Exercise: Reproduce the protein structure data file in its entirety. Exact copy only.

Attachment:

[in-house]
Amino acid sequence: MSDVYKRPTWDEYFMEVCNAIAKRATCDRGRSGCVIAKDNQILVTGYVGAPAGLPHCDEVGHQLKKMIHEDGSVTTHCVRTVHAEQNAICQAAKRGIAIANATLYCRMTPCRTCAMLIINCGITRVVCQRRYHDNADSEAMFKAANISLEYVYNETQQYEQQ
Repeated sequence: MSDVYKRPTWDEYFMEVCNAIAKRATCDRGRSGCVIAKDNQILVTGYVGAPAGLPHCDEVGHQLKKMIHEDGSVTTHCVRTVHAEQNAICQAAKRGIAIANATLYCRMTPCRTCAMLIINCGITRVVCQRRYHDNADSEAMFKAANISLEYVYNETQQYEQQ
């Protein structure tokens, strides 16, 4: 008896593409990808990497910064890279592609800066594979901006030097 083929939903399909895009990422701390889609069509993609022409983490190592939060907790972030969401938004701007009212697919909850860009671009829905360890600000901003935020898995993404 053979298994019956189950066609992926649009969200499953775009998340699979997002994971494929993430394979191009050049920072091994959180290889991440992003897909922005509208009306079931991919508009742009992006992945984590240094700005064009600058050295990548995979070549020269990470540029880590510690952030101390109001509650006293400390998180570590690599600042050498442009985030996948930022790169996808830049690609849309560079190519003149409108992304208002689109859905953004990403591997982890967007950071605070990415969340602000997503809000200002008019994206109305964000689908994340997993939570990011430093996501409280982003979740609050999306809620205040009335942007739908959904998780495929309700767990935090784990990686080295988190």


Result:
[in-house]
Amino acid sequence: MSDVYKRPTWDEYFMEVCNAIAKRATCDRGRSGCVIAKDNQILVTGYVGAPAGLPHCDEVGHQLKKMIHEDGSVTTHCVRTVHAEQNAICQAAKRGIAIANATLYCRMTPCRTCAMLIINCGITRVVCQRRYHDNADSEAMFKAANISLEYVYNETQQYEQQ
Repeated sequence: MSDVYKRPTWDEYFMEVCNAIAKRATCDRGRSGCVIAKDNQILVTGYVGAPAGLPHCDEVGHQLKKMIHEDGSVTTHCVRTVHAEQNAICQAAKRGIAIANATLYCRMTPCRTCAMLIINCGITRVVCQRRYHDNADSEAMFKAANISLEYVYNETQQYEQQ
């Protein structure tokens, strides 16, 4: 008896593409990808990497910064890279592609800066594979901006030097 083929939903399909895009990422701390889609069509993609022409983490190592939060907790972030969401938004701007009212697919909850860009671009829905360890600000901003935020898995993404 053979298994019956189950066609992926649009969200499953775009998340699979997002994971494929993430394979191009050049920072091994959180290889991440992003897909922005509208009306079931991919508009742009992006992945984590240094700005064009600058050295990548995979070549020269990470540029880590510690952030101390109001509650006293400390998180570590690599600042050498442009985030996948930022790169996808830049690609849309560079190519003149409108992304208002689109859905953004990403591997982890967007950071605070990415969340602000997503809000200002008019994206109305964000689908994340997993939570990011430093996501409280982003979740609050999306809620205040009335942007739908959904998780495929309700767990935090784990990686080295988190």